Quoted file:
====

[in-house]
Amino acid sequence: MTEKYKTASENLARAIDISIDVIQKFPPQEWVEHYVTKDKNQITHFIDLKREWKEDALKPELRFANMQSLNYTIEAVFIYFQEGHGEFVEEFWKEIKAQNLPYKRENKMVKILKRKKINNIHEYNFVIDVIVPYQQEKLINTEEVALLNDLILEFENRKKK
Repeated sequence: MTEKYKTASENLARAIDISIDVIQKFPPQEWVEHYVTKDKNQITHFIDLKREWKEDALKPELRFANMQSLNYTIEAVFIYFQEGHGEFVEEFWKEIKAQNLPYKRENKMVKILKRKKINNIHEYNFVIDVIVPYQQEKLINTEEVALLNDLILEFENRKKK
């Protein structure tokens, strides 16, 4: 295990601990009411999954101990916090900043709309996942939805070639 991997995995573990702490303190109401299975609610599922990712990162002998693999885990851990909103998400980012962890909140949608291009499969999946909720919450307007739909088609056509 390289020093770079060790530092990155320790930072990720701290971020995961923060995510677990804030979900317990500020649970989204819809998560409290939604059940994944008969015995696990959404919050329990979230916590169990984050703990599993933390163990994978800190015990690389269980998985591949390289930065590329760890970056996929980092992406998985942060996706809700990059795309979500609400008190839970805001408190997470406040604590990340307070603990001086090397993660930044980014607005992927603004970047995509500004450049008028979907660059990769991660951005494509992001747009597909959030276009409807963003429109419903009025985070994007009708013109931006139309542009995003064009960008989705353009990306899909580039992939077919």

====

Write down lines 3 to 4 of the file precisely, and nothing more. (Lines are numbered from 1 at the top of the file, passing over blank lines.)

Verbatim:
Repeated sequence: MTEKYKTASENLARAIDISIDVIQKFPPQEWVEHYVTKDKNQITHFIDLKREWKEDALKPELRFANMQSLNYTIEAVFIYFQEGHGEFVEEFWKEIKAQNLPYKRENKMVKILKRKKINNIHEYNFVIDVIVPYQQEKLINTEEVALLNDLILEFENRKKK
């Protein structure tokens, strides 16, 4: 295990601990009411999954101990916090900043709309996942939805070639 991997995995573990702490303190109401299975609610599922990712990162002998693999885990851990909103998400980012962890909140949608291009499969999946909720919450307007739909088609056509 390289020093770079060790530092990155320790930072990720701290971020995961923060995510677990804030979900317990500020649970989204819809998560409290939604059940994944008969015995696990959404919050329990979230916590169990984050703990599993933390163990994978800190015990690389269980998985591949390289930065590329760890970056996929980092992406998985942060996706809700990059795309979500609400008190839970805001408190997470406040604590990340307070603990001086090397993660930044980014607005992927603004970047995509500004450049008028979907660059990769991660951005494509992001747009597909959030276009409807963003429109419903009025985070994007009708013109931006139309542009995003064009960008989705353009990306899909580039992939077919």